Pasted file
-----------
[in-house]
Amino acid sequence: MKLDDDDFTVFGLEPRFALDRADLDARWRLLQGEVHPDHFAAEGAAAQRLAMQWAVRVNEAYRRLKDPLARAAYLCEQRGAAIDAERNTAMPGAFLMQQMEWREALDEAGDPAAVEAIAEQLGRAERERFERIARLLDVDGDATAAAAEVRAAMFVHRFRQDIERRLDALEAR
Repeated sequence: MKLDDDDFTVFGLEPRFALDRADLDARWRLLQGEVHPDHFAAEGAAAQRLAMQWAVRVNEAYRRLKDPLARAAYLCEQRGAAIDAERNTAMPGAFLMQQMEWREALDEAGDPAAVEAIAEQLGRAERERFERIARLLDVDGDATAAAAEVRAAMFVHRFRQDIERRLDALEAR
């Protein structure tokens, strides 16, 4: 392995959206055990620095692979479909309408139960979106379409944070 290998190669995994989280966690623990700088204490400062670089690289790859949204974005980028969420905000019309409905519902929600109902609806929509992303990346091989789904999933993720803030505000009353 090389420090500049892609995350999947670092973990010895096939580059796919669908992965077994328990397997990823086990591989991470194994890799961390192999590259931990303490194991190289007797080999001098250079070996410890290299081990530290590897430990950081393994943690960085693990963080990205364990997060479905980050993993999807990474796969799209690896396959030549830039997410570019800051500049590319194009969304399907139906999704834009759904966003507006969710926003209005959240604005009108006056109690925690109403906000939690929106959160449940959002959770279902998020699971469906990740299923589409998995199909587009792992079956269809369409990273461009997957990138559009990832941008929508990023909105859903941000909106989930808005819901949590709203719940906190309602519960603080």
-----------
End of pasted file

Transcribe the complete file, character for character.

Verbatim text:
[in-house]
Amino acid sequence: MKLDDDDFTVFGLEPRFALDRADLDARWRLLQGEVHPDHFAAEGAAAQRLAMQWAVRVNEAYRRLKDPLARAAYLCEQRGAAIDAERNTAMPGAFLMQQMEWREALDEAGDPAAVEAIAEQLGRAERERFERIARLLDVDGDATAAAAEVRAAMFVHRFRQDIERRLDALEAR
Repeated sequence: MKLDDDDFTVFGLEPRFALDRADLDARWRLLQGEVHPDHFAAEGAAAQRLAMQWAVRVNEAYRRLKDPLARAAYLCEQRGAAIDAERNTAMPGAFLMQQMEWREALDEAGDPAAVEAIAEQLGRAERERFERIARLLDVDGDATAAAAEVRAAMFVHRFRQDIERRLDALEAR
């Protein structure tokens, strides 16, 4: 392995959206055990620095692979479909309408139960979106379409944070 290998190669995994989280966690623990700088204490400062670089690289790859949204974005980028969420905000019309409905519902929600109902609806929509992303990346091989789904999933993720803030505000009353 090389420090500049892609995350999947670092973990010895096939580059796919669908992965077994328990397997990823086990591989991470194994890799961390192999590259931990303490194991190289007797080999001098250079070996410890290299081990530290590897430990950081393994943690960085693990963080990205364990997060479905980050993993999807990474796969799209690896396959030549830039997410570019800051500049590319194009969304399907139906999704834009759904966003507006969710926003209005959240604005009108006056109690925690109403906000939690929106959160449940959002959770279902998020699971469906990740299923589409998995199909587009792992079956269809369409990273461009997957990138559009990832941008929508990023909105859903941000909106989930808005819901949590709203719940906190309602519960603080």